Wednesday, April 29, 2015

The Search for Leonard Nimoy

Leonard Nimoy is gone, and there's almost nothing we can do about it.

I remember lying in bed one night as a child, my parents tucking me in as was their way, with no shortage of whiskey and depraved tales of suburban invasions by crazed rural folk who had stuck it rich with "black gold," clutching a toy I had scammed off of some kid from school in one of the few standout moments of my elementary school career.  It wasn't until later I would learn the social significance of the toy I had grifted; it was a die-cast model of the USS Enterprise NCC-1701-D.  Shortly thereafter, my mother began schooling me in the geeky arts of science fiction, not the least of which included the increasingly expanding Star Trek universe.  Star Trek would eventually become not only a viable source of entertainment but also open the door to an entire sub-culture of which I am still proud to count myself a member of, if only in the slightest sense these days.  It would come to serve as a source of inspiration to a budding imagination, provide a place of solace in the turbulent social storm of adolescence, and have a subtle yet profound impact on my sexual awakening (Counselor Troi, oh yeah).

In a way that wasn't necessarily so with other sci-fi narratives in various media, the crews of the Enterprises (yes, even the Enterprise C from the ST:TNG episode "Yesterday's Enterprise" (which, without even looking it up, I can still tell you was an Ambassador Class Federation Starship)) seemed almost as much as surrogate families as casts of characters.  There was something about the optimistic view of the future that Star Trek embraced unabashedly, the sense not only of social justice but of inclusion that made them especially appealing to those of us on the outskirts of other circles.  There was always a sense of hope, that things could get better, and that we could get there together.

On February 27, 2015, we lost another member of the family.  At age 83, Leonard Nimoy died due to obstructive pulmonary disease.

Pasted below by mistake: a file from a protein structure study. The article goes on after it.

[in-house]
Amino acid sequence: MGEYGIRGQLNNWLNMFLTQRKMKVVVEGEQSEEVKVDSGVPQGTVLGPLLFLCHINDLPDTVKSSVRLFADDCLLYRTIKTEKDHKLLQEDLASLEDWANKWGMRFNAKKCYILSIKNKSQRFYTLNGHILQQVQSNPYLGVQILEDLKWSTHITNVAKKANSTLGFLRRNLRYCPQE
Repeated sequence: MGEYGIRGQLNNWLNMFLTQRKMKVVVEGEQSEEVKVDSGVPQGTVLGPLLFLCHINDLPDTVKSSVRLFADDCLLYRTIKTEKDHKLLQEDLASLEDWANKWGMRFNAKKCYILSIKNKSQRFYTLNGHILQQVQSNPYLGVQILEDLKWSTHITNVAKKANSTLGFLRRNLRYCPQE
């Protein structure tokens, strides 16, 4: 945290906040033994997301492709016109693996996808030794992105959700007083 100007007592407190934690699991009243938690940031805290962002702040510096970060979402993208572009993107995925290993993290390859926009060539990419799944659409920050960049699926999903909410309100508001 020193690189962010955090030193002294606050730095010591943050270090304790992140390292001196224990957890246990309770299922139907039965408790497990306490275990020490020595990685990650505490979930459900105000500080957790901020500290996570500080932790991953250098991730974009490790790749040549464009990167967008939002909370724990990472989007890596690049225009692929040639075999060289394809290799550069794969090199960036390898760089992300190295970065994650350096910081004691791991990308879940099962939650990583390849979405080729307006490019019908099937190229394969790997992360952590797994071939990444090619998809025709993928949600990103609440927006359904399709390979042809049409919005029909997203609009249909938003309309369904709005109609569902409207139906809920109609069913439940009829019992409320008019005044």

Perhaps it's the nature of the beast, where sub-cultures such as Star Trek's that truly embrace the key players and social markers as more substantial and tangible than other sub-cultures.  Nimoy was best known, of course, for the half-vulcan, half-human Mr. Spock.  (That's Captain Spock to you.)  It was, perhaps, the very best and very worst sort of typecasting ever to befall a human being.  No matter how hard he might have tried, Nimoy couldn't shake the Spock legacy even when he had wanted to at one point (see: his novels, in chronological order, I Am Not Spock and I Am Spock).  Portraying such an iconic character may have had an effect on his career path in his chosen field, but there's no denying the positive impact that icon had for many people, myself included.  I truly hope that before he passed he realized the true scope of his influence and the positive effect he had on people's lives.

For myself, as I'm sure was the case for many fans of the show, Spock was a favourite character not just from the original series but from the entire Star Trek cannon.  Spock was a man caught between two worlds, being half-human and half-vulcan.  Though most of us can't relate to being half-extra terrestrial, most of us can relate to the same sort of inner turmoil, an especially apt metaphor for anyone in a transitional phase like adolescence.  Though he wholeheartedly embraced his emotionless and logical vulcan heritage, he was still able to grow to accept his chaotic and passionate human side and draw strength from both.

Most of all, Spock came to embody an ideal. He represented a sort of dignified stoicism, unshakable no matter what the galaxy threw at him.  Where others let their emotions get the better of them, he relied on logic and reason.  And despite his logical ways, he still allowed for variables such as intuition in his calculations.  He wasn't endearing because he was emotionless, but because he was in control of his emotions.  He had had mastered the chaos in a way most of us can only envy.  He was calm, cool, collected. Logical, analytical, philosophical.  He was a loyal friend and a trusted mentor who wouldn't hesitate to sacrifice himself for "the good of the many."  If ever there was an ideal to shoot for, you could do far worse than Spock and little better.  This was the gift that Leonard Nimoy gave to the world, and his absence shall be missed.  And may the rest of us abide by those famous words: Live long and prosper.



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